Earlier this month, General Motors revealed a redesigned GM logo—which got us thinking about some of the more memorable automobile brand emblems.
While we’ve done similar exercises before, they were mostly centered on specific vehicle models, so this time we decided to focus on vehicle marques.
Some logos we chose simply due to their prominence, some we chose thanks to their origin stories. Take a look and let us know what we missed in the comments section below.
10. Dodge Ram
Did you know that Dodge had been using a Ram as a de-facto mascot since before World War II? While it took a few decades to become the official brand logo, the familiar Ram’s head graced the hoods of plenty of Dodge cars and trucks in the meantime. The Ram was so popular in fact, that it lent its name to Dodge’s line of pickup trucks in the early 1980s and ultimately became the figurehead of the eponymous truck brand when Dodge restructured in 2010.
9. Subaru Pleiades
First off, it’s a stylized depiction of the Pleiades star cluster. But ever wonder what the stars on the Subaru logo represent? Dig a bit deeper and you’ll see that the emblem contains five smaller stars and one large star. That’s supposed to symbolize the five smaller Japanese companies that merged to form the large star, Fuji Heavy Industries—the company that would eventually become Subaru.
8. Cadillac Crest
While it’s gone through dozens of evolutions, with laurels, wings, and assorted accouterment, the Crest at the heart of the Cadillac logo has remained consistent. We’re big fans of the 1930s version depicted above, as it seems emblematic (pun intended) of the class and elegance of the final days of the art deco movement.
7. Oldsmobile Ringed Globe
Curiously, this is the list’s only logo from a marque that no longer exists. Oldsmobile’s emblems went through several significant revisions, often leaving behind valuable brand recognition in the process. Perhaps if Olds had stuck with its futuristic space-focused imagery of the pre-war and immediate post-war era, things would’ve turned out differently?
6. Alfa Romeo
There’s a lot to unpack here. On the left is the flag of Milan, Alfa’s hometown (easy enough). On the right is…wait…is that a snake eating a guy? Turns out, it’s an adaptation of a crest that originated in Medieval Crusades: The Visconti Serpent. Fascinated yet? You can read a lengthy history of the Alfa Romeo emblem at the Museo Del Marchio Italiano, the Italian Logo Museum.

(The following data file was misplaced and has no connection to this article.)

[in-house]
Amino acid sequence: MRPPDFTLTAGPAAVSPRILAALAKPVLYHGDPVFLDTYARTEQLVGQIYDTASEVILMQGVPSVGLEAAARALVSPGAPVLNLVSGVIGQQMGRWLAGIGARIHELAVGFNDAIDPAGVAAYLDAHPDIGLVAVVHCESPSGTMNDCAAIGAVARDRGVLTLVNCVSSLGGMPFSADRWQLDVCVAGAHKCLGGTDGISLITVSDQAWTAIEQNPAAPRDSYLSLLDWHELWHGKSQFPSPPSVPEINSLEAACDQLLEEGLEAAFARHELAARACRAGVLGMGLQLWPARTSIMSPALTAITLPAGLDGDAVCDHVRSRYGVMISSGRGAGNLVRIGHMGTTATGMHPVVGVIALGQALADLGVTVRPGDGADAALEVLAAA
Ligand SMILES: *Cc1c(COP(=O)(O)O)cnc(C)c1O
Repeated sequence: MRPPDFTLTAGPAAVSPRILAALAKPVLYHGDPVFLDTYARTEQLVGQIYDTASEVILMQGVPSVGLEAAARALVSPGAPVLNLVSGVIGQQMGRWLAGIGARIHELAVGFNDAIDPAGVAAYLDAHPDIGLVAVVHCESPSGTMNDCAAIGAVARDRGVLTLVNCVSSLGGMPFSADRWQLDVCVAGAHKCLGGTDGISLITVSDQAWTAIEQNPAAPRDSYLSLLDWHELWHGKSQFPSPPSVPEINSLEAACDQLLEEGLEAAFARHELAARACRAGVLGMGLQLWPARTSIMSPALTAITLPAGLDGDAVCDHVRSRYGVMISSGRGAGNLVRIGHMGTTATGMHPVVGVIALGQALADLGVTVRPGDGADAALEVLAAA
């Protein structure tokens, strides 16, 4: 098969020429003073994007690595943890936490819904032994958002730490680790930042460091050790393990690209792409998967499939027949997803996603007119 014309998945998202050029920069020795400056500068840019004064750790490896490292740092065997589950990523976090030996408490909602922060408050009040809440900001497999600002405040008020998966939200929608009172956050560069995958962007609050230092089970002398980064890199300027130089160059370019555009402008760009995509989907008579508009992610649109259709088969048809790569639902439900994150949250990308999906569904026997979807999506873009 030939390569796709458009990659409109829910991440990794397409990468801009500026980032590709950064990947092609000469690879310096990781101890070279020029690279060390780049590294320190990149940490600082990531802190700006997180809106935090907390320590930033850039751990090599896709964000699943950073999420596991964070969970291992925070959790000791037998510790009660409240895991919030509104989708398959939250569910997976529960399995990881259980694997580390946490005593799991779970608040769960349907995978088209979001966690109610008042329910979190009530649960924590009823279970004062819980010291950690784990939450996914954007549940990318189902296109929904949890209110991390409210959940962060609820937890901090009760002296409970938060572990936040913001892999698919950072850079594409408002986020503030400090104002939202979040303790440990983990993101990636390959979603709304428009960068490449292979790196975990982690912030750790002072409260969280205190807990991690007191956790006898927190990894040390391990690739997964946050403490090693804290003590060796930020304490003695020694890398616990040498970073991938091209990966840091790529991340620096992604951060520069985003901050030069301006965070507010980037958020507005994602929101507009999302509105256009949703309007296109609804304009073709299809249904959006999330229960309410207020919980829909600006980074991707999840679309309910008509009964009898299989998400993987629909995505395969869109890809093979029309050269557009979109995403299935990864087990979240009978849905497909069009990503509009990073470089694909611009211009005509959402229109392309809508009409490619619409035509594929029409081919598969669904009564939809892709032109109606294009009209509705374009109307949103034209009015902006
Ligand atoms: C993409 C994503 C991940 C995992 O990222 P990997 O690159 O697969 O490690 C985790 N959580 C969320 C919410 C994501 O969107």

5. Harley-Davidson Bar & Shield
In the tattoo hall of fame, the familiar Harley-Davidson logo would snug in nicely between the anchor and “Mother” heart. Go to any public event, and you’ll likely to see some variation of this logo on a t-shirt, hat, or bicep. And it’s one of the few logos that’s earned its own identity. Simply say “Bar & Shield” to any motorcyclist, and they’ll know exactly what you’re talking about.
4. Chevy Bowtie
Like the Bar & Shield above, this is another logo that has a universally-understood first name: The Bowtie. And while its origins aren’t exactly clear, Chevy co-founder Charles Durant said the emblem was inspired by a hotel’s wallpaper. The GM Corporate Newsroom has a much more detailed history. The Bowtie has endured several evolutions, but we like the one that preceded the 1976 Bicentennial (and Chevy’s Spirit of America special editions).
3. Ferrari Prancing Horse
Nope. Our fondness for this logo has nothing to do with the cars that bear them. (Though they are amazing.) Instead, we like its origin story, delivered by Enzo Ferrari himself. The Prancing Horse was taken right from the fuselage of World War I fighter ace Francesco Barraca’s Spad biplane. Ferrari put the horse on a yellow field and complemented it with the familiar green-white-red striping of the Italian flag.
2. Citroën Chevrons
Citroën’s been putting a pair of chevrons on its vehicles literally since day one. And the reason why is beautiful. It all starts over 100 years ago, when company founder André Citroën had the genius idea to use gears with a double-helical tooth configuration in a vehicle transmission. The result was a smoother, quieter, and more efficient automobile. Citroën simply adapted the gears’ familiar herringbone mesh pattern into his company’s logo, hence the chevrons.
1. Ford Blue Oval
The signature script F-o-r-d showed up around 1907, just a year before the Model T arrived to mobilize America. The Ford name was enclosed in a circle soon afterwards, making way for the Blue Oval to officially appear in 1927, on the Ford Model A. It has since become one of the most recognizable logos in history, right alongside the script Coca-Cola and Nike Swoosh. (Ford’s got an entire section of its website dedicated to its history, check it out.)
So, what’d we miss? Is there a car, truck, or motorcycle manufacturer logo that deserves to be on this list? Give us your argument in the comments section below—we’d love to hear it.